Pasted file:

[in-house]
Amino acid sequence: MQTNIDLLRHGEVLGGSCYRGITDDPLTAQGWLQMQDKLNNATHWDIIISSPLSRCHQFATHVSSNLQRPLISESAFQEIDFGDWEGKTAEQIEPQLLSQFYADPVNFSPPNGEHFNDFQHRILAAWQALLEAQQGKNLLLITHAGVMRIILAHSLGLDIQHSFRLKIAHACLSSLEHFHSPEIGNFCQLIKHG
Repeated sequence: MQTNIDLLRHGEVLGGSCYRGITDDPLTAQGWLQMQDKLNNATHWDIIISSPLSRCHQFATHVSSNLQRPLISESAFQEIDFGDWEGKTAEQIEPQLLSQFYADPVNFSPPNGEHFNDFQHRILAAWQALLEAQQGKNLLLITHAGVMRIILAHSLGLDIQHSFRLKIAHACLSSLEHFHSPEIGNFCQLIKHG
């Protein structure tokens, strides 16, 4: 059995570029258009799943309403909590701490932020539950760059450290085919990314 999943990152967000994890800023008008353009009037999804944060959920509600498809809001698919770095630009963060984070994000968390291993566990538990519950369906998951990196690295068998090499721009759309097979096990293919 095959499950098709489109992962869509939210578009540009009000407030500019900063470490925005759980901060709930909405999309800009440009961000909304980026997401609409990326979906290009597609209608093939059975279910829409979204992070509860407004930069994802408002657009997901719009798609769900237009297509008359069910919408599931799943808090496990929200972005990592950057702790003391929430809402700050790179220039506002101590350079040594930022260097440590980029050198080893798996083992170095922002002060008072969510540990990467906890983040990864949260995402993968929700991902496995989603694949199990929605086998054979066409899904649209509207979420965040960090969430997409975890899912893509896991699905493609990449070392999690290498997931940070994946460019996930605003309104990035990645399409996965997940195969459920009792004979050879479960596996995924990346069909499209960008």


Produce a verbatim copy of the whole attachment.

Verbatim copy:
[in-house]
Amino acid sequence: MQTNIDLLRHGEVLGGSCYRGITDDPLTAQGWLQMQDKLNNATHWDIIISSPLSRCHQFATHVSSNLQRPLISESAFQEIDFGDWEGKTAEQIEPQLLSQFYADPVNFSPPNGEHFNDFQHRILAAWQALLEAQQGKNLLLITHAGVMRIILAHSLGLDIQHSFRLKIAHACLSSLEHFHSPEIGNFCQLIKHG
Repeated sequence: MQTNIDLLRHGEVLGGSCYRGITDDPLTAQGWLQMQDKLNNATHWDIIISSPLSRCHQFATHVSSNLQRPLISESAFQEIDFGDWEGKTAEQIEPQLLSQFYADPVNFSPPNGEHFNDFQHRILAAWQALLEAQQGKNLLLITHAGVMRIILAHSLGLDIQHSFRLKIAHACLSSLEHFHSPEIGNFCQLIKHG
């Protein structure tokens, strides 16, 4: 059995570029258009799943309403909590701490932020539950760059450290085919990314 999943990152967000994890800023008008353009009037999804944060959920509600498809809001698919770095630009963060984070994000968390291993566990538990519950369906998951990196690295068998090499721009759309097979096990293919 095959499950098709489109992962869509939210578009540009009000407030500019900063470490925005759980901060709930909405999309800009440009961000909304980026997401609409990326979906290009597609209608093939059975279910829409979204992070509860407004930069994802408002657009997901719009798609769900237009297509008359069910919408599931799943808090496990929200972005990592950057702790003391929430809402700050790179220039506002101590350079040594930022260097440590980029050198080893798996083992170095922002002060008072969510540990990467906890983040990864949260995402993968929700991902496995989603694949199990929605086998054979066409899904649209509207979420965040960090969430997409975890899912893509896991699905493609990449070392999690290498997931940070994946460019996930605003309104990035990645399409996965997940195969459920009792004979050879479960596996995924990346069909499209960008």